Talking to Grief

When an enemy dies, grief can be especially difficult. Some of us feel guilty for having feelings of sadness about Osama Bin Laden’s death. Not that one of the world’s most dangerous men is no longer a threat, but because of all the other confusing layers about violence and justice. Thankfully, neither grief nor any of our other messy feelings need to be justified. They simply are – and fearing, fighting, or ignoring them will waste your life energy. Like every other difficulty in life, the best way through is to pick up your boots and wade on through. So, take a few moments and “friend” your grief with this beautiful poem by Denise Levertov.


Ah, grief, I should not treat you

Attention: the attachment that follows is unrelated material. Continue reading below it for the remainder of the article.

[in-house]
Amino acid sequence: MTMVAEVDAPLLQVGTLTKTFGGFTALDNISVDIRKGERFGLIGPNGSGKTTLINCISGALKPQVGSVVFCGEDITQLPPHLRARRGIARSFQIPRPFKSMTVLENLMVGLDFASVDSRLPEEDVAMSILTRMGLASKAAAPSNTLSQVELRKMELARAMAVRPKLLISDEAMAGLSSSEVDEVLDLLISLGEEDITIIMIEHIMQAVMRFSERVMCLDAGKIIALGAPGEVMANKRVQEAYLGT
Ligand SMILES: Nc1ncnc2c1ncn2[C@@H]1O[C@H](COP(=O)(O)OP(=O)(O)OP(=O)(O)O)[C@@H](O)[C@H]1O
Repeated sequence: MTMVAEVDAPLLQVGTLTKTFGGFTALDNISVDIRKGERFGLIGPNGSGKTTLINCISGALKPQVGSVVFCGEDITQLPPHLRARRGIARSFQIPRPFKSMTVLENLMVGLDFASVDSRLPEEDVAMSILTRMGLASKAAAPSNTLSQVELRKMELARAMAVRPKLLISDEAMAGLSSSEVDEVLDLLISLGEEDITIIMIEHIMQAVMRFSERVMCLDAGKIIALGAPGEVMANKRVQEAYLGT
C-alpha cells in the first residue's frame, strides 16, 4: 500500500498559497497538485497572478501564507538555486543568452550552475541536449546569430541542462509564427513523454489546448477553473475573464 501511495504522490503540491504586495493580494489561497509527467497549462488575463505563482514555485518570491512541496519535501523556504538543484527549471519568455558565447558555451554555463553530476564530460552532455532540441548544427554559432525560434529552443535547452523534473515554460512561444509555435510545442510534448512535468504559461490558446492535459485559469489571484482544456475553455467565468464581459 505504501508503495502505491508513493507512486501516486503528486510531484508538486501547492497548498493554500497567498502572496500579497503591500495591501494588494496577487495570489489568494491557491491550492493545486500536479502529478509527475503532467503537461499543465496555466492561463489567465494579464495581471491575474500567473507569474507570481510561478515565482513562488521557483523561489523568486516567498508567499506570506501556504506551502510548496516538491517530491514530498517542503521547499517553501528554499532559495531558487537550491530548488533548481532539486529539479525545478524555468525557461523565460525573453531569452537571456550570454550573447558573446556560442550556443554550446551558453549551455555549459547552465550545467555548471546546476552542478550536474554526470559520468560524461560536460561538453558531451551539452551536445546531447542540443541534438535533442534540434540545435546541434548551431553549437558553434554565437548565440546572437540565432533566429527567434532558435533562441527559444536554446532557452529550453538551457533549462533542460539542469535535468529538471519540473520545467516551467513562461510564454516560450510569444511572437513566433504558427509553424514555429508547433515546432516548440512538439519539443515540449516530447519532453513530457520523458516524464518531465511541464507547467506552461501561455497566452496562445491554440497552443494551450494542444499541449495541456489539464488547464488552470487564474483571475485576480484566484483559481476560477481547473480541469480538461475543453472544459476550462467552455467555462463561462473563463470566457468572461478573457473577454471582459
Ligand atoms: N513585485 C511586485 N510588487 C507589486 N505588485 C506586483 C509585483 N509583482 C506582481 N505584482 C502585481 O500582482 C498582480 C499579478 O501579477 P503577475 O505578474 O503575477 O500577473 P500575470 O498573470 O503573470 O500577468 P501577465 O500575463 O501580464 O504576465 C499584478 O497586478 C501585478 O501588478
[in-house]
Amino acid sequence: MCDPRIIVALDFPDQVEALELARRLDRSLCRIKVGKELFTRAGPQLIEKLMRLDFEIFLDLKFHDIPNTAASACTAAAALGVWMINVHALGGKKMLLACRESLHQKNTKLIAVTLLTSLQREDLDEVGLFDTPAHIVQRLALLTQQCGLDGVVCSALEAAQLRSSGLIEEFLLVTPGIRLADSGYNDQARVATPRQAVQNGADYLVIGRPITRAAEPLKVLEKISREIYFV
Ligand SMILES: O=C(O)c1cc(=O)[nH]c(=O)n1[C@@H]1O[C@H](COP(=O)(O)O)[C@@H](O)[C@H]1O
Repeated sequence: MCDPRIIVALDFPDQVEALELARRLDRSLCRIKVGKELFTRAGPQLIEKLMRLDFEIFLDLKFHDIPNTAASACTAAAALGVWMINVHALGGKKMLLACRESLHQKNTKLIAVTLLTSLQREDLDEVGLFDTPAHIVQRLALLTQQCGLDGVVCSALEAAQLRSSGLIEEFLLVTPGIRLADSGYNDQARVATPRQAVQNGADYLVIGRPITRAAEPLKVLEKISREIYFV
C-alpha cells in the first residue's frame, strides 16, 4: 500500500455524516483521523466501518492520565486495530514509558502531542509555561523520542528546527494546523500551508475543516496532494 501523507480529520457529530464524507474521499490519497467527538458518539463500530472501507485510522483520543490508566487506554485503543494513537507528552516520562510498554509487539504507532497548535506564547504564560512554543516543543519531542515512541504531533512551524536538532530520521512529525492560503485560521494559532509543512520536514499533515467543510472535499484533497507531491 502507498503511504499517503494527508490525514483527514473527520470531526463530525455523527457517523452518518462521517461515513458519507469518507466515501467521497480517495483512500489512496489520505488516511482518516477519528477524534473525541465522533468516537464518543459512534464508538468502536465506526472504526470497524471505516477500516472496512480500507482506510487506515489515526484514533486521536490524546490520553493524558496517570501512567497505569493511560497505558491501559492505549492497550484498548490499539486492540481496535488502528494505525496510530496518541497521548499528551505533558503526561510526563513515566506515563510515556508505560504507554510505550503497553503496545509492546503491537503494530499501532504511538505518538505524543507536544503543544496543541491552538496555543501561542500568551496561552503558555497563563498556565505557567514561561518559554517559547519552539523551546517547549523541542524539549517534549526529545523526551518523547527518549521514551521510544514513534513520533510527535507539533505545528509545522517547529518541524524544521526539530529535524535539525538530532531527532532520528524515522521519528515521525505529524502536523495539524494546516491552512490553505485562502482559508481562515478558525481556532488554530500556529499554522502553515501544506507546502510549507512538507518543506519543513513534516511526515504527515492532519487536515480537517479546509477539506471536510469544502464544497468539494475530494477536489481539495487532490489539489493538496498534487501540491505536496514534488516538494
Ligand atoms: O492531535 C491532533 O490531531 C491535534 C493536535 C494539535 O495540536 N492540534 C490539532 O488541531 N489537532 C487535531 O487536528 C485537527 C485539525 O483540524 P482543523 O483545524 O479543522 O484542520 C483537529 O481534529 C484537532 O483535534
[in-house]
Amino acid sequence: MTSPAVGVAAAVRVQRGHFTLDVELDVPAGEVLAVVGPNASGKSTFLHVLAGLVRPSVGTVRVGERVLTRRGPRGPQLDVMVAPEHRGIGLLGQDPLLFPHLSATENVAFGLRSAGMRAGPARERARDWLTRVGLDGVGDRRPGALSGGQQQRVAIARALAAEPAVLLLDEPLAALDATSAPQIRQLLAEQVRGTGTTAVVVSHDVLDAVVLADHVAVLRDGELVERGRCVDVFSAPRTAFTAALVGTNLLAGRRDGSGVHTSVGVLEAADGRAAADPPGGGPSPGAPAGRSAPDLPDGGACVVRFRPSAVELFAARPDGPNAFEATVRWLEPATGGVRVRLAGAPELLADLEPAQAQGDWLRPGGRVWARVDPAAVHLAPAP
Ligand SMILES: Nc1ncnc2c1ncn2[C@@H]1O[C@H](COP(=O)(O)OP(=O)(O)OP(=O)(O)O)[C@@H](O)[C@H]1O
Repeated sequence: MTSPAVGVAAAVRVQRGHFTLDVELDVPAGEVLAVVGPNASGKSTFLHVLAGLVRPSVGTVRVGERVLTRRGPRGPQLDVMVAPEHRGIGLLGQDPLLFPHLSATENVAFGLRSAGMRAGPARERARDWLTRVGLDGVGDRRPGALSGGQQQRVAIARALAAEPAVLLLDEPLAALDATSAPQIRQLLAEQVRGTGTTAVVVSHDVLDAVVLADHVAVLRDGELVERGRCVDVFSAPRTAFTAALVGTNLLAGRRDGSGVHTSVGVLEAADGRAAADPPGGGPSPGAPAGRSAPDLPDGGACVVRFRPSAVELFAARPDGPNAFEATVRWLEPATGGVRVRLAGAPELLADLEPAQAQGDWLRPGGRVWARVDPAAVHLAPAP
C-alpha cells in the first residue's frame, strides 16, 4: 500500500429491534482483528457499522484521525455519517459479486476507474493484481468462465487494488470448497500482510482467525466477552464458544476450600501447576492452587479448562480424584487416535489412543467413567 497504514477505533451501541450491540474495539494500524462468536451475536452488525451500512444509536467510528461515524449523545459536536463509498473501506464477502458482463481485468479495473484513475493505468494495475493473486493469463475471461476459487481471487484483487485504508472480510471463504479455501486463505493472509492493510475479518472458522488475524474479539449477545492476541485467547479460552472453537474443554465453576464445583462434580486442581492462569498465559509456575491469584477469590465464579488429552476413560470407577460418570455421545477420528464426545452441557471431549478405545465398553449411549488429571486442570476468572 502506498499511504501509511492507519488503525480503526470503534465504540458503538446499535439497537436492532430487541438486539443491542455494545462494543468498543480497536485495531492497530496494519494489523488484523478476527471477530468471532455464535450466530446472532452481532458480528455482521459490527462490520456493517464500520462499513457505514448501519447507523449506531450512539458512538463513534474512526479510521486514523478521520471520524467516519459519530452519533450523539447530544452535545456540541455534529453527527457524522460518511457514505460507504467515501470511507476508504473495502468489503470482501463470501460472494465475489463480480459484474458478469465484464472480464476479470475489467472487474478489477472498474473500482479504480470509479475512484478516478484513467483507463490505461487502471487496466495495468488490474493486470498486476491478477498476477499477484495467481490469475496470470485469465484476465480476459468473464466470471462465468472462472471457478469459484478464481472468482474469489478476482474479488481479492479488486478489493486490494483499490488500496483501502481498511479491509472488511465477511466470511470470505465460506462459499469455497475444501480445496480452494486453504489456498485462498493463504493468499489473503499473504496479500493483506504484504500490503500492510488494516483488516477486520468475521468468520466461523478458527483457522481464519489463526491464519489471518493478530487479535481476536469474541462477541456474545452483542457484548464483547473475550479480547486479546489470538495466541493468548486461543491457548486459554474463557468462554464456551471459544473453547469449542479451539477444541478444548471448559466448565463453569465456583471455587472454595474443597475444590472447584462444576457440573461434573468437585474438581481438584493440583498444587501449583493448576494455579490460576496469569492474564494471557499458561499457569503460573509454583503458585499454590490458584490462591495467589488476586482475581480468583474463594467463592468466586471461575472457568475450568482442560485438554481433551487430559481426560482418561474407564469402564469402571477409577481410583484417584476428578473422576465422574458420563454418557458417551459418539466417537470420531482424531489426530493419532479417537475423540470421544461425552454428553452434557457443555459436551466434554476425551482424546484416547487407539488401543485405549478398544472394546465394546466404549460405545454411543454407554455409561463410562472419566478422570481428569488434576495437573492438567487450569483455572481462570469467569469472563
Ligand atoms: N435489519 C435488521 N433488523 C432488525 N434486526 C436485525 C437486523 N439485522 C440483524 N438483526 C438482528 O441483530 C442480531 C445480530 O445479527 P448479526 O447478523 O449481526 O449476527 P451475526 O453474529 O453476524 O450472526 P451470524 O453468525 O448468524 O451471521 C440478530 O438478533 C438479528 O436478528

like a homeless dog
who comes to the back door
for a crust, for a meatless bone.
I should trust you.

I should coax you
into the house and give you
your own corner,
a worn mat to lie on,
your own water dish.

You think I don’t know you’ve been living
under my porch.
You long for your real place to be readied
before winter comes. You need
your name,
your collar and tag. You need
the right to warn off intruders,
to consider my house your own
and me your person
and yourself
my own dog.
— Denise Levertov

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